Within the global translation market, there are over 200 global language service providers (LSPs), each reporting annual revenues larger than $1 million. Collectively, the 2020 revenue of all 200 companies equates to approximately $8 billion. All of these LSPs have robust service structures, hold a presence across different time zones, and cover 50+ languages.
Fortune 500 companies are increasingly weighing the possibility of choosing a one-stop-shop solution for their company’s LSP needs across global markets. Can this seemingly perfect centralization solution really exist? Should it exist?
Let’s examine the pros and cons of a centralized global provider vs. many smaller local translation agencies.
Global providers offer non-stop service support. Armed with a network of vetted freelance linguists and offices across multiple time zones, global firms can provide quick customer service 24/7. This means if there’s a problem with a project, it will be addressed quickly.
Smaller, local agencies tend to focus on at most a few languages. Additionally, they usually do not offer services outside of standard document translation. Global providers have invested heavily in not only covering a wide range of languages but also services that complement traditional translation projects.
Examples of this include: SEO on top of website localization; the development of “localization-friendly” e-learning modules for different markets; and subtitling and voiceover of multilingual scripts.
This enables them to offer a full package solution and alleviate the client’s burden of coordinating various vendors on a project.
Global providers are obliged to follow very strict security policies dictated by both their client and their certifying body (ISO, TÜV, etc.). Linguists and employees are rigorously monitored through non-disclosure agreements (NDAs) and technological solutions to ensure confidentiality.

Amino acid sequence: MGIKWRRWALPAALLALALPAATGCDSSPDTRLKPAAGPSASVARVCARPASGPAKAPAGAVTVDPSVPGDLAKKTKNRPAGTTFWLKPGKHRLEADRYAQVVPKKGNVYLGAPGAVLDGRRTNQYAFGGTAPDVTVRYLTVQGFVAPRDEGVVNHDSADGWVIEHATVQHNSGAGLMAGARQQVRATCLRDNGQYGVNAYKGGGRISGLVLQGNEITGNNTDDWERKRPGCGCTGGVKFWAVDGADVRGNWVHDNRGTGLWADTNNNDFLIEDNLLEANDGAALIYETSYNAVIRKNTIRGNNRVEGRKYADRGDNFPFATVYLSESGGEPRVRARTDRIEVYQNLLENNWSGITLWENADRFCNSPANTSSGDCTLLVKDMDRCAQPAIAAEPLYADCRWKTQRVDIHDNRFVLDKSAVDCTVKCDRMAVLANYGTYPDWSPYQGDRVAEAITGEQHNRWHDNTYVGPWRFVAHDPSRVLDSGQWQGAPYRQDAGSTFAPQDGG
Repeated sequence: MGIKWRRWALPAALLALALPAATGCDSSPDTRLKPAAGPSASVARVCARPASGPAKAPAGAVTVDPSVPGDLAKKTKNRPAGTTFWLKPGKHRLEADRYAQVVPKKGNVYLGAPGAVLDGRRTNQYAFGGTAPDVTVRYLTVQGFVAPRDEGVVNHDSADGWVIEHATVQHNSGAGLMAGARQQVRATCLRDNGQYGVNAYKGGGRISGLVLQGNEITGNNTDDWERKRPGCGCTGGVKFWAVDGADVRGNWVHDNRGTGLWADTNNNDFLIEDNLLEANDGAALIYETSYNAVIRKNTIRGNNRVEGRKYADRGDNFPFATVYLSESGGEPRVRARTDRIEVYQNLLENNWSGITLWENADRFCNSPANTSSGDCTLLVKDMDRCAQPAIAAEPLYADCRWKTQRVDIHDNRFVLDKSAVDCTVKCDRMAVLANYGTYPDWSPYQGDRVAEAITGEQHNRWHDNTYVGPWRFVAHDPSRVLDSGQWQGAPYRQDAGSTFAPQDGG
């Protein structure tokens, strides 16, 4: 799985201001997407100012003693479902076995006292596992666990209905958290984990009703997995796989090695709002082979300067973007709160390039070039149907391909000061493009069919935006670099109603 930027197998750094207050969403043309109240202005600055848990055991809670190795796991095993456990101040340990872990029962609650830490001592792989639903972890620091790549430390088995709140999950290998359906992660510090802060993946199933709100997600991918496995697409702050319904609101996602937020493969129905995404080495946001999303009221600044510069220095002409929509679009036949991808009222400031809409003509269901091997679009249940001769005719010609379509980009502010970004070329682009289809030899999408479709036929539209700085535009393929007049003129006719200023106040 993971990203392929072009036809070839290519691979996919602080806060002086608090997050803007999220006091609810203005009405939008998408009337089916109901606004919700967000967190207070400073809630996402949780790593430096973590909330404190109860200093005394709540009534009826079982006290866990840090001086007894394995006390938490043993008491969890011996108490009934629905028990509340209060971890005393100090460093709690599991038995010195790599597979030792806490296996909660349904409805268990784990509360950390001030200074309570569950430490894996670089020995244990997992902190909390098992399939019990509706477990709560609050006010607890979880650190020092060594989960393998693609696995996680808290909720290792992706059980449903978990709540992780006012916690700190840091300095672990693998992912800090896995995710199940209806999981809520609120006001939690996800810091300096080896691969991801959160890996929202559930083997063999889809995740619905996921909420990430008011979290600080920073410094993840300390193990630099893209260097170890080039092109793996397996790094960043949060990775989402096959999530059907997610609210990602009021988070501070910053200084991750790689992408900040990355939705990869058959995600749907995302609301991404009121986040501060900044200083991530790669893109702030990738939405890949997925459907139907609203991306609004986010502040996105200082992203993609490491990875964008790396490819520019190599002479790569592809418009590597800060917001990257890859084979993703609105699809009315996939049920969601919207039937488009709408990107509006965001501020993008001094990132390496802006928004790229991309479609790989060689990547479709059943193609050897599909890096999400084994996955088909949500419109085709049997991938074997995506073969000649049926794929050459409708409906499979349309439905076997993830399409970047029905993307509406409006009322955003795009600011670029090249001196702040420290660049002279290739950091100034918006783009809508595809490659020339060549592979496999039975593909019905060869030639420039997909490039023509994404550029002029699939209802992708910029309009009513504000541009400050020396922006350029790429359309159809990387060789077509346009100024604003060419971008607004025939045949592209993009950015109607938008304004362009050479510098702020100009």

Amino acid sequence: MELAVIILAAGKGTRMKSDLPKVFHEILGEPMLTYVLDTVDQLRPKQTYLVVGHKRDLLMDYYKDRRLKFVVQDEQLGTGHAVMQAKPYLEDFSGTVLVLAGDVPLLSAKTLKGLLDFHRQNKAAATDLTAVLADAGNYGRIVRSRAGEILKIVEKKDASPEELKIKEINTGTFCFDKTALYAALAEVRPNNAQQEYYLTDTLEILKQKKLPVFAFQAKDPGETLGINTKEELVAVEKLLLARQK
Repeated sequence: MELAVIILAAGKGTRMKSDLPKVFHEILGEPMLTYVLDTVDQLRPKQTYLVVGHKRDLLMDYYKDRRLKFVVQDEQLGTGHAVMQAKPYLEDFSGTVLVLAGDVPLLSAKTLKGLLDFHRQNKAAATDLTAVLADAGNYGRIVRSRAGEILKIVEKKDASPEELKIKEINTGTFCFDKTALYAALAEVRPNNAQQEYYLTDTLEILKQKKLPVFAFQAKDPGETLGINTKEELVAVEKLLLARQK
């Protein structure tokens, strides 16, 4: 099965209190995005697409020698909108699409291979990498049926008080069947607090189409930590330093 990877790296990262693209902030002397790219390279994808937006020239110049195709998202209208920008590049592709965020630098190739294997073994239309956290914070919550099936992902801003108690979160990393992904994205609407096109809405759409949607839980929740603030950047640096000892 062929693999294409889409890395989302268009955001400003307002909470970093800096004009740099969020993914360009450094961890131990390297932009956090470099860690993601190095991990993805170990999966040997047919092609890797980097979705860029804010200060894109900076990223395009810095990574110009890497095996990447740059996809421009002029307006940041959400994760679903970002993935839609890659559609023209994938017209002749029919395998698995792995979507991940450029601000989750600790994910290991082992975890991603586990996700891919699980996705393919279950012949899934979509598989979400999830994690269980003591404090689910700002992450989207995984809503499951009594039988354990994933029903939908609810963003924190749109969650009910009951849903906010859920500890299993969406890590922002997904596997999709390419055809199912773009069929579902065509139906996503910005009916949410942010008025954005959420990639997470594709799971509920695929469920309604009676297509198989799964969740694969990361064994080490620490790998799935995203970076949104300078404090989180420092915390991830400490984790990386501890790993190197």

One global provider is easier to audit than hundreds of smaller providers in the regions. On average, global translation companies are audited by their clients every two to three years; in some cases, even yearly.
Global providers are equipped to handle these audits. They often have dedicated internal quality assurance teams that execute client audits on a weekly, if not daily, basis. Additionally, all major LSPs follow ISO-standards, which is often a prerequisite of being able to work with large global businesses.
Even the most organized company will struggle with internal communication between teams. Often, global companies distribute a document for local translation, but fail to coordinate with other offices, meaning the document is translated twice.
For example, let’s say a company is operating in both Germany and Austria. Their Germany office has already translated an English document into German. The Austrian office, unaware of this, also gets the same document translated into German a second time by another agency. See the problem?